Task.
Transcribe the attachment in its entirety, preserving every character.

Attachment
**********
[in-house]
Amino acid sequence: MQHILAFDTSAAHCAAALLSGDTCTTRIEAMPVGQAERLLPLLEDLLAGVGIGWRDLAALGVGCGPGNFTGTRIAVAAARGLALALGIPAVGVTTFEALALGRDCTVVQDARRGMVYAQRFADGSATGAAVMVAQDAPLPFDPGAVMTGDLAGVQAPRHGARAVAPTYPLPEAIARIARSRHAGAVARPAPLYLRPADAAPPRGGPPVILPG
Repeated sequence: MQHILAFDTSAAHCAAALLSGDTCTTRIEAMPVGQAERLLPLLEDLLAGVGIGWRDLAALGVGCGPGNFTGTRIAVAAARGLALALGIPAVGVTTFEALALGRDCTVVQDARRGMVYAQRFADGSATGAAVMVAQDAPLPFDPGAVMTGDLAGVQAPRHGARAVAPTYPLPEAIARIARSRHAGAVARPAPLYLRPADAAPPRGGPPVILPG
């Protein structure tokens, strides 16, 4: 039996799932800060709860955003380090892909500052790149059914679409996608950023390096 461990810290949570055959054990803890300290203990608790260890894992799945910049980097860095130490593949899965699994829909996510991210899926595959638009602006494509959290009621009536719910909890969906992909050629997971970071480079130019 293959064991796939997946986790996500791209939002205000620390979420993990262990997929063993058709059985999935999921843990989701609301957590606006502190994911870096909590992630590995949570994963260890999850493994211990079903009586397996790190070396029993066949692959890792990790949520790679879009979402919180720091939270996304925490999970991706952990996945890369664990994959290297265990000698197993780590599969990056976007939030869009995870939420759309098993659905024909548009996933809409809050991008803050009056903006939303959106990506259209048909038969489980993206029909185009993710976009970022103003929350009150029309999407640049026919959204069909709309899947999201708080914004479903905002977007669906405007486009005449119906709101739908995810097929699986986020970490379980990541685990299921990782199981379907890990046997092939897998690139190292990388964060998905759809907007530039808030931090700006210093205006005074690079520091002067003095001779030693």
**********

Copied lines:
[in-house]
Amino acid sequence: MQHILAFDTSAAHCAAALLSGDTCTTRIEAMPVGQAERLLPLLEDLLAGVGIGWRDLAALGVGCGPGNFTGTRIAVAAARGLALALGIPAVGVTTFEALALGRDCTVVQDARRGMVYAQRFADGSATGAAVMVAQDAPLPFDPGAVMTGDLAGVQAPRHGARAVAPTYPLPEAIARIARSRHAGAVARPAPLYLRPADAAPPRGGPPVILPG
Repeated sequence: MQHILAFDTSAAHCAAALLSGDTCTTRIEAMPVGQAERLLPLLEDLLAGVGIGWRDLAALGVGCGPGNFTGTRIAVAAARGLALALGIPAVGVTTFEALALGRDCTVVQDARRGMVYAQRFADGSATGAAVMVAQDAPLPFDPGAVMTGDLAGVQAPRHGARAVAPTYPLPEAIARIARSRHAGAVARPAPLYLRPADAAPPRGGPPVILPG
């Protein structure tokens, strides 16, 4: 039996799932800060709860955003380090892909500052790149059914679409996608950023390096 461990810290949570055959054990803890300290203990608790260890894992799945910049980097860095130490593949899965699994829909996510991210899926595959638009602006494509959290009621009536719910909890969906992909050629997971970071480079130019 293959064991796939997946986790996500791209939002205000620390979420993990262990997929063993058709059985999935999921843990989701609301957590606006502190994911870096909590992630590995949570994963260890999850493994211990079903009586397996790190070396029993066949692959890792990790949520790679879009979402919180720091939270996304925490999970991706952990996945890369664990994959290297265990000698197993780590599969990056976007939030869009995870939420759309098993659905024909548009996933809409809050991008803050009056903006939303959106990506259209048909038969489980993206029909185009993710976009970022103003929350009150029309999407640049026919959204069909709309899947999201708080914004479903905002977007669906405007486009005449119906709101739908995810097929699986986020970490379980990541685990299921990782199981379907890990046997092939897998690139190292990388964060998905759809907007530039808030931090700006210093205006005074690079520091002067003095001779030693």